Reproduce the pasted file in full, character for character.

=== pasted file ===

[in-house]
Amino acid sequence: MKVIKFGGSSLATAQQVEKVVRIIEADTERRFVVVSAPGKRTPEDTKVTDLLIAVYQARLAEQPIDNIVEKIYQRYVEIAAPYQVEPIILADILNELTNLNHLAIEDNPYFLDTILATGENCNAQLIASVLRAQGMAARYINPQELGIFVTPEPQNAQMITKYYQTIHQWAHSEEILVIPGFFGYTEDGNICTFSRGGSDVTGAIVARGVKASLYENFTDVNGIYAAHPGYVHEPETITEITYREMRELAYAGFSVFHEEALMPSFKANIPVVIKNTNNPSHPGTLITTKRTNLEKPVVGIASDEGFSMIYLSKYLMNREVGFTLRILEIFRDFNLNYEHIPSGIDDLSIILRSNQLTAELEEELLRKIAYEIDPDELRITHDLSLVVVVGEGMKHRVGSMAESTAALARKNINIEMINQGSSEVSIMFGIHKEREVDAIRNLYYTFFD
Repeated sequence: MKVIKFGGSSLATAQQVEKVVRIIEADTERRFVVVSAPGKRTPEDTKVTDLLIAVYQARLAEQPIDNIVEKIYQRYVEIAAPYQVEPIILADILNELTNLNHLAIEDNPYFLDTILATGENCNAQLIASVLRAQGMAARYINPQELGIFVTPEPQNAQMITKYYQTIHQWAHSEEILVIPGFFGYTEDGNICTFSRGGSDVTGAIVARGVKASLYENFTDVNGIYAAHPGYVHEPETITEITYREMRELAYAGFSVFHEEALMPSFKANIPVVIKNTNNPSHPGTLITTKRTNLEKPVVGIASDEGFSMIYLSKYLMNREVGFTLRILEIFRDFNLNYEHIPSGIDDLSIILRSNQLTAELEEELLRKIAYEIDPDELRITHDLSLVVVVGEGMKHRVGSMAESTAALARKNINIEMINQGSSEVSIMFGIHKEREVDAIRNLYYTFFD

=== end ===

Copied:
[in-house]
Amino acid sequence: MKVIKFGGSSLATAQQVEKVVRIIEADTERRFVVVSAPGKRTPEDTKVTDLLIAVYQARLAEQPIDNIVEKIYQRYVEIAAPYQVEPIILADILNELTNLNHLAIEDNPYFLDTILATGENCNAQLIASVLRAQGMAARYINPQELGIFVTPEPQNAQMITKYYQTIHQWAHSEEILVIPGFFGYTEDGNICTFSRGGSDVTGAIVARGVKASLYENFTDVNGIYAAHPGYVHEPETITEITYREMRELAYAGFSVFHEEALMPSFKANIPVVIKNTNNPSHPGTLITTKRTNLEKPVVGIASDEGFSMIYLSKYLMNREVGFTLRILEIFRDFNLNYEHIPSGIDDLSIILRSNQLTAELEEELLRKIAYEIDPDELRITHDLSLVVVVGEGMKHRVGSMAESTAALARKNINIEMINQGSSEVSIMFGIHKEREVDAIRNLYYTFFD
Repeated sequence: MKVIKFGGSSLATAQQVEKVVRIIEADTERRFVVVSAPGKRTPEDTKVTDLLIAVYQARLAEQPIDNIVEKIYQRYVEIAAPYQVEPIILADILNELTNLNHLAIEDNPYFLDTILATGENCNAQLIASVLRAQGMAARYINPQELGIFVTPEPQNAQMITKYYQTIHQWAHSEEILVIPGFFGYTEDGNICTFSRGGSDVTGAIVARGVKASLYENFTDVNGIYAAHPGYVHEPETITEITYREMRELAYAGFSVFHEEALMPSFKANIPVVIKNTNNPSHPGTLITTKRTNLEKPVVGIASDEGFSMIYLSKYLMNREVGFTLRILEIFRDFNLNYEHIPSGIDDLSIILRSNQLTAELEEELLRKIAYEIDPDELRITHDLSLVVVVGEGMKHRVGSMAESTAALARKNINIEMINQGSSEVSIMFGIHKEREVDAIRNLYYTFFD